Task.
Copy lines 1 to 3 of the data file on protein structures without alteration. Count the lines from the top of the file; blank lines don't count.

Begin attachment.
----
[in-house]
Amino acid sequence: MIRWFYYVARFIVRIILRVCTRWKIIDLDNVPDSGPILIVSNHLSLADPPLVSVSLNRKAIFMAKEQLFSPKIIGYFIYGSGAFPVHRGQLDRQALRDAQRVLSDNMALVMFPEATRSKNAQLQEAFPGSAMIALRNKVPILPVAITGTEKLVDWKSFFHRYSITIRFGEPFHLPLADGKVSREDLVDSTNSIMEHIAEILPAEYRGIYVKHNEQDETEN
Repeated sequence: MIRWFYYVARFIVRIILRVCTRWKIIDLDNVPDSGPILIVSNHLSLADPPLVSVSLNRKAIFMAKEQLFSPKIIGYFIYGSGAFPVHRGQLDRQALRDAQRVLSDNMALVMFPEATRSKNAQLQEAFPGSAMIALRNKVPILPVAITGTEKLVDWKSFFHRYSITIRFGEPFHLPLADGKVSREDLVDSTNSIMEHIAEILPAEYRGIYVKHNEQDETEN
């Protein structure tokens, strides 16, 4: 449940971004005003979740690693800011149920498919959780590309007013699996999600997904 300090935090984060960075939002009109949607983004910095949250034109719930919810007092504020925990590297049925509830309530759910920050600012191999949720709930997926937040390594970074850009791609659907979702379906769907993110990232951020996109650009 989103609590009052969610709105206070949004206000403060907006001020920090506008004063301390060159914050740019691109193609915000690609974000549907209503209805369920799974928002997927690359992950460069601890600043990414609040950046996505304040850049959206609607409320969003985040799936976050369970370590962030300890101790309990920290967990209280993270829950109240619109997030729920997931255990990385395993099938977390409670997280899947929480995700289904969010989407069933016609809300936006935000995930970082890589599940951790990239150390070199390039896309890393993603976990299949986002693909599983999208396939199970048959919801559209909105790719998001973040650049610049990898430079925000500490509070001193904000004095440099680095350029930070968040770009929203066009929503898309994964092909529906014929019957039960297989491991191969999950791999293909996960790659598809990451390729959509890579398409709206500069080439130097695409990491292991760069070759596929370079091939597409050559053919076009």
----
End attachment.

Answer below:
[in-house]
Amino acid sequence: MIRWFYYVARFIVRIILRVCTRWKIIDLDNVPDSGPILIVSNHLSLADPPLVSVSLNRKAIFMAKEQLFSPKIIGYFIYGSGAFPVHRGQLDRQALRDAQRVLSDNMALVMFPEATRSKNAQLQEAFPGSAMIALRNKVPILPVAITGTEKLVDWKSFFHRYSITIRFGEPFHLPLADGKVSREDLVDSTNSIMEHIAEILPAEYRGIYVKHNEQDETEN
Repeated sequence: MIRWFYYVARFIVRIILRVCTRWKIIDLDNVPDSGPILIVSNHLSLADPPLVSVSLNRKAIFMAKEQLFSPKIIGYFIYGSGAFPVHRGQLDRQALRDAQRVLSDNMALVMFPEATRSKNAQLQEAFPGSAMIALRNKVPILPVAITGTEKLVDWKSFFHRYSITIRFGEPFHLPLADGKVSREDLVDSTNSIMEHIAEILPAEYRGIYVKHNEQDETEN